Oceans and outer space have always fascinated Jacqueline Campbell. As a child, she would think about oceans on icy moons or faraway exoplanets and ponder whether any of them harbored life.
Growing up in an impoverished area of London, Campbell had no one to encourage her to pursue a career in science. “It never occurred to me that you can become a scientist,” she said. Instead, she worked as a station assistant and train driver on the London Underground and later as a care worker for a charity that supports autistic people.
Nevertheless, her interest in science continued to grow. Campbell took a series of evening classes while working full time. She struggled at first, but thanks to perseverance and support from people around her, she gained the confidence to sign up for a degree course at the University of Brighton, where she did very well.
Campbell spent her graduate work at Mullard Space Science Laboratory at University College London, searching for signs of the building blocks of life on the surface of Mars. Organic molecules are absent from the sterile Martian surface, but researchers like Campbell think they might appear in the polar areas uncovered by sublimating ice. Campbell did lab experiments to get an idea of what the molecules mixed with Martian dust could look like and searched for them using satellite imagery of Martian ice caps.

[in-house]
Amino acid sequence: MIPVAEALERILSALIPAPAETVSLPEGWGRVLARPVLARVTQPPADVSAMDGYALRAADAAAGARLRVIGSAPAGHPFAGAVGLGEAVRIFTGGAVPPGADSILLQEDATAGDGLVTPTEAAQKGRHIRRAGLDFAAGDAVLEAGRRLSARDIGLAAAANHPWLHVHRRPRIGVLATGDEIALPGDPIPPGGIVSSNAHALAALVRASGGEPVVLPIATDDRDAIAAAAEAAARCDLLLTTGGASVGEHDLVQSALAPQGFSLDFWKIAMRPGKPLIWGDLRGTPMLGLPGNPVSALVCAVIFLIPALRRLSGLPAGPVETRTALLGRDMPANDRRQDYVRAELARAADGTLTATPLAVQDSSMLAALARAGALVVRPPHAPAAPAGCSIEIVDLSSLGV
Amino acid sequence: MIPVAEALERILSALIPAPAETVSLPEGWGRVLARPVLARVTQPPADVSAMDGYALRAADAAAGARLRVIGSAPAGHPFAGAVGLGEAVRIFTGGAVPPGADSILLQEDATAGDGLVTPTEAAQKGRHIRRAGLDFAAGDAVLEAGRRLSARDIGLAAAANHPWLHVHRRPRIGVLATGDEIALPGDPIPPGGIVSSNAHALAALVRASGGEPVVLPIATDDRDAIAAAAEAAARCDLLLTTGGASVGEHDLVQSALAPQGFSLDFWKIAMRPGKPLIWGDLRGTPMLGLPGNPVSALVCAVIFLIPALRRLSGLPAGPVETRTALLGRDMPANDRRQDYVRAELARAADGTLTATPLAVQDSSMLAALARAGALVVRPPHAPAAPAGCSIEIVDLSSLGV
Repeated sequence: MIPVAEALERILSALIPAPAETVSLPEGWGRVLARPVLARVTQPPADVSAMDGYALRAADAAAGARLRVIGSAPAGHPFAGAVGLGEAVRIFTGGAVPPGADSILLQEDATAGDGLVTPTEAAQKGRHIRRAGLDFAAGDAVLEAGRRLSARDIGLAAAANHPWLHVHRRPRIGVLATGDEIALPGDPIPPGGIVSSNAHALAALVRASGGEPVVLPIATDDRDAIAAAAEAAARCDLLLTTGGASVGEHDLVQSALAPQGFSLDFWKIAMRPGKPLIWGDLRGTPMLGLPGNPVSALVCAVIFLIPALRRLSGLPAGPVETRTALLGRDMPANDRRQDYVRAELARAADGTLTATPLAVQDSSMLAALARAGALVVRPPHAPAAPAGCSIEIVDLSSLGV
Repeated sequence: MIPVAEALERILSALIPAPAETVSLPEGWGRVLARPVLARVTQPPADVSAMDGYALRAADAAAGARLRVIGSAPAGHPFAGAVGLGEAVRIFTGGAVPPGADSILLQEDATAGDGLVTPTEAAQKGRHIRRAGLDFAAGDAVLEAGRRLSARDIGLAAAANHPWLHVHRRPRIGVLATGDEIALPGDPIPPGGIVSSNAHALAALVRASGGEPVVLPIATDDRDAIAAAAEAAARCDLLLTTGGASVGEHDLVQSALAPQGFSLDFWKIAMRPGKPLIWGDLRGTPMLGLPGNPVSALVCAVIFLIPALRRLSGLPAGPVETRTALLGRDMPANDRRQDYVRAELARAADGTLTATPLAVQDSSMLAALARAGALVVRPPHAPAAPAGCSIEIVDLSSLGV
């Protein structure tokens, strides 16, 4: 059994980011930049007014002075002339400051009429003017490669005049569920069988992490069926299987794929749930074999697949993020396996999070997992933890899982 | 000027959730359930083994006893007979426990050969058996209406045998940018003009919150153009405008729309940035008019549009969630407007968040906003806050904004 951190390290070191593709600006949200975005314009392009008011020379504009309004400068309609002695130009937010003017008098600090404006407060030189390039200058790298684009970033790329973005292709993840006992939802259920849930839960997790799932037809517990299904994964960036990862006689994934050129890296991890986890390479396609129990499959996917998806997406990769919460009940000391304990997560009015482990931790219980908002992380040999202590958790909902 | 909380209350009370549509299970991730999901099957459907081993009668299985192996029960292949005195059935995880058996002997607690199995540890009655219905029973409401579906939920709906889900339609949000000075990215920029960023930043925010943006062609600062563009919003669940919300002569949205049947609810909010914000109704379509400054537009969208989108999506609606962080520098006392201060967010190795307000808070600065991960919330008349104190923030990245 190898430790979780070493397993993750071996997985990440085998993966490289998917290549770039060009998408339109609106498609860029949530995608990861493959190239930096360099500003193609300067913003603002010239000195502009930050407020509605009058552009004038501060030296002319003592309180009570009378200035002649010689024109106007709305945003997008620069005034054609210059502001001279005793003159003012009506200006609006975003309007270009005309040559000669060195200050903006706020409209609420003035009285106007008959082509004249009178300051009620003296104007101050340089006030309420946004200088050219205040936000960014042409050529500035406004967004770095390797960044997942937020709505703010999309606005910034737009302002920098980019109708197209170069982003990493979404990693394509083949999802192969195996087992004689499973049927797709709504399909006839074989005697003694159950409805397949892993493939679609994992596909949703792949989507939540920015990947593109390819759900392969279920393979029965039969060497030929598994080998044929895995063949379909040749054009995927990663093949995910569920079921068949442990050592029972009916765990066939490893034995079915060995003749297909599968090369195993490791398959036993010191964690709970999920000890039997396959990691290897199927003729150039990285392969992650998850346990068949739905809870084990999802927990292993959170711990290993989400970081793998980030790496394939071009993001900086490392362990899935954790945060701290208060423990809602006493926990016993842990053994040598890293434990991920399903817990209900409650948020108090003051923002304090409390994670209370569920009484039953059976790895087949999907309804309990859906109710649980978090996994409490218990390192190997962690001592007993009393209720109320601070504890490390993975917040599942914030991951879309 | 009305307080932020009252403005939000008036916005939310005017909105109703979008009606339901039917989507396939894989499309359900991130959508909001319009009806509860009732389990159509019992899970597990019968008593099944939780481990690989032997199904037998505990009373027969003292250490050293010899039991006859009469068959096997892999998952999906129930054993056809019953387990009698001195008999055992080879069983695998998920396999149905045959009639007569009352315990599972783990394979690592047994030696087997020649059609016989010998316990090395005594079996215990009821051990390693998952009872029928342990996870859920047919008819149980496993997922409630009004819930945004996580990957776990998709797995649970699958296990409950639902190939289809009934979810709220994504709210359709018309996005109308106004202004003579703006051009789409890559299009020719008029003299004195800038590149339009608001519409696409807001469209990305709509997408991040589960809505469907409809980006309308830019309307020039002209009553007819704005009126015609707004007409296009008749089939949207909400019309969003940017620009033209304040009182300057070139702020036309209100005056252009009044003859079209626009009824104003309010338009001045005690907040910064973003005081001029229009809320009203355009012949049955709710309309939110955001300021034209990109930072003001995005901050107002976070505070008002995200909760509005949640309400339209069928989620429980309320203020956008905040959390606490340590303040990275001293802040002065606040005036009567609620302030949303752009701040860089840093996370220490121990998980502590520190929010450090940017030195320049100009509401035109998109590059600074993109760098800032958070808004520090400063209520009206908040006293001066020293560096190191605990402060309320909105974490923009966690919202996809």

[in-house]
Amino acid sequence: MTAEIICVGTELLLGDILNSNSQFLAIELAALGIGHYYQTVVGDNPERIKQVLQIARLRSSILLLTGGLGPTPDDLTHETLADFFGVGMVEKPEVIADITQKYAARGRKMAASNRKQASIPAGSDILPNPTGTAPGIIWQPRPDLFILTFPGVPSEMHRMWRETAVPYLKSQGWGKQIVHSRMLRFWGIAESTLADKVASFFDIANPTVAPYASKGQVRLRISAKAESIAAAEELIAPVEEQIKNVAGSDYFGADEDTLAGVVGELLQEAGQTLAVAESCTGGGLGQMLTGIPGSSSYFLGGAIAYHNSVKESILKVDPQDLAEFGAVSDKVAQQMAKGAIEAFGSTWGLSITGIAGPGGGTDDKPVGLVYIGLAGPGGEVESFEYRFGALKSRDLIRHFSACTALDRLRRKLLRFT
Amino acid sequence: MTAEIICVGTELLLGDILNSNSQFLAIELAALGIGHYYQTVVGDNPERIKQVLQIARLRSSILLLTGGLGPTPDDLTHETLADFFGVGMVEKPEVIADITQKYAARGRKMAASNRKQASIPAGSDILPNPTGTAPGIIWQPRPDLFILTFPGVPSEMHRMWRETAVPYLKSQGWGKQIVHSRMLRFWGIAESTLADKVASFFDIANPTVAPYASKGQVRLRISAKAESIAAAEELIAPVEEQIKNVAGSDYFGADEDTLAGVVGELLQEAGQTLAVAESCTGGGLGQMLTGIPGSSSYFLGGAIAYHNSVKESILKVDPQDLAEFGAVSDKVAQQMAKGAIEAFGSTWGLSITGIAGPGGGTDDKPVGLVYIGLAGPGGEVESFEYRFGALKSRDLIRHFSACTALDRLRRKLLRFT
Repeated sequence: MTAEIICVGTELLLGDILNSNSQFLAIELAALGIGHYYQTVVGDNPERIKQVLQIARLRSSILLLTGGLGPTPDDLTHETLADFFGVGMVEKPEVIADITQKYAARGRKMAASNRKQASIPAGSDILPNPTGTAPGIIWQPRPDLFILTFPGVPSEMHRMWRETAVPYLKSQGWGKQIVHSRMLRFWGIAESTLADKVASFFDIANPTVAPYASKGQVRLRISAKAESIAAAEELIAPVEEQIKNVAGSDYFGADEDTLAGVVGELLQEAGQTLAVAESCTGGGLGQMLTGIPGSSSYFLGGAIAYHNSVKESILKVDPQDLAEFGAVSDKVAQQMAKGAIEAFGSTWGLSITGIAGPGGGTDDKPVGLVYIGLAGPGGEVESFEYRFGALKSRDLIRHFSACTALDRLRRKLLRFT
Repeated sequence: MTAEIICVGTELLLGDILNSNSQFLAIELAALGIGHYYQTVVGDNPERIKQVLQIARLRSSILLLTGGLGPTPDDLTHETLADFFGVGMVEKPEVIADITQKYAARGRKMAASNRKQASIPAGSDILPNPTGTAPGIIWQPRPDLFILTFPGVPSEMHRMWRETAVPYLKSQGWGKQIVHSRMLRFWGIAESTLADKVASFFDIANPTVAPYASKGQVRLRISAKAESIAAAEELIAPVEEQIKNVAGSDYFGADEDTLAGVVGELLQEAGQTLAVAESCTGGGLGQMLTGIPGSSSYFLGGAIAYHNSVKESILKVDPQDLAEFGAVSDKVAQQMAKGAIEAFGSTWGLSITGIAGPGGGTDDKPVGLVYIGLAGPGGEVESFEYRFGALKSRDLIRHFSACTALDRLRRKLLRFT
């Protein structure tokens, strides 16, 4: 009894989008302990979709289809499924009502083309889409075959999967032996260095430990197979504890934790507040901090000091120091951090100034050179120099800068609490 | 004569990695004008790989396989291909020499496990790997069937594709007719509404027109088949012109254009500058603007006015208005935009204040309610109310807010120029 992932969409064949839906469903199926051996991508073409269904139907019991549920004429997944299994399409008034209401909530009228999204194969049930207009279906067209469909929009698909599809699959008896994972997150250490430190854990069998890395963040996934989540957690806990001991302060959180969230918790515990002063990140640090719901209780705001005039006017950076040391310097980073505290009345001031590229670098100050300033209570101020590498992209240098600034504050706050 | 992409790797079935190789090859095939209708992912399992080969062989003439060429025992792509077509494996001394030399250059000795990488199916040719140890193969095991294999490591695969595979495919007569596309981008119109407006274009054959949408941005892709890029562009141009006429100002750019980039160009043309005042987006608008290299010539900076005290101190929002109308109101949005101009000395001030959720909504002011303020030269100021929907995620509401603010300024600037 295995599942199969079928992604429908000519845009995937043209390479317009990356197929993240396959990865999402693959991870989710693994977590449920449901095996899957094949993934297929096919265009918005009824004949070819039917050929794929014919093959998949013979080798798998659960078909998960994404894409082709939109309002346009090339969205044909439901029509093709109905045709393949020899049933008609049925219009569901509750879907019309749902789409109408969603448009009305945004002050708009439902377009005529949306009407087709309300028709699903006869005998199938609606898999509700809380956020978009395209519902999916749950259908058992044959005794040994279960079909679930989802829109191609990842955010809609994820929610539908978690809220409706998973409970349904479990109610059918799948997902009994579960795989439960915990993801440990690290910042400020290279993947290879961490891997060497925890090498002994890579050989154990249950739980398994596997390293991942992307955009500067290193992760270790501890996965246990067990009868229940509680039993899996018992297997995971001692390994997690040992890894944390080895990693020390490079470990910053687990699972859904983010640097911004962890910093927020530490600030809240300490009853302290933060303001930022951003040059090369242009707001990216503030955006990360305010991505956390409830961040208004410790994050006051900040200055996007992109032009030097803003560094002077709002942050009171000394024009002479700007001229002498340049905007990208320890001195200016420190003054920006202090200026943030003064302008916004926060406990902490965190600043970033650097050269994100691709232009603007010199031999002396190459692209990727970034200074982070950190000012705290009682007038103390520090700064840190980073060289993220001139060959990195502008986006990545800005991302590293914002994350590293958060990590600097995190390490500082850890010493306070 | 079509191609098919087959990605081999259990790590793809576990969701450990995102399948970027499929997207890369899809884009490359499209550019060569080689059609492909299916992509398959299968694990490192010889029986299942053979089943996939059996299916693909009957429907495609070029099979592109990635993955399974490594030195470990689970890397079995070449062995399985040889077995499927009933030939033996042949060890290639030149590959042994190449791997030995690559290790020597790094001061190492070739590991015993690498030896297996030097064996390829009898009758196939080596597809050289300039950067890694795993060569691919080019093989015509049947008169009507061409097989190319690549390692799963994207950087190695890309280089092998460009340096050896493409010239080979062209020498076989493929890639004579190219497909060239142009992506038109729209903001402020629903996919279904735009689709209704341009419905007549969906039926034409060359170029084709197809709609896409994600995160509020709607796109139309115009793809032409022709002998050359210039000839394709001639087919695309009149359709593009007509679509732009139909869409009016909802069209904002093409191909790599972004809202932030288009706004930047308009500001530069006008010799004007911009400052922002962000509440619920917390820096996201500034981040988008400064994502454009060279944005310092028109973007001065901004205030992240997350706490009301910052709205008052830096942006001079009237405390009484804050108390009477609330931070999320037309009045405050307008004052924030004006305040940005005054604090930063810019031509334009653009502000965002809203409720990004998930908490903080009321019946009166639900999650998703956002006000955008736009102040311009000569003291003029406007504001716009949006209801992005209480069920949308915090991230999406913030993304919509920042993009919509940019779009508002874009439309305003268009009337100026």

“If I can help one other person become a professional scientist, I would double my contribution to science.”
She didn’t discover molecules on Mars, but the skills she developed turned out to be very useful much closer to home.
As a Schmidt Science Fellow at the University of Oxford, Campbell is now developing a technique to use satellite imagery to detect the acidity level of Earth’s oceans. The majority of ocean acidification studies rely on scattered direct sampling; if it works, her method will enable continuous long-term global measurement of acidity and help combat climate change.
Campbell realizes only too well that science is still out of reach for many. To raise public awareness of the natural world and encourage people from underrepresented backgrounds to study science, she engages in many outreach activities and openly talks about her career path at conferences and institutions. “If I can help one other person become a professional scientist, I would double my contribution to science,” said Campbell.
Campbell encourages people to reach her through email (firstname.lastname@example.org).
—Jure Japelj (@JureJapelj), Science Writer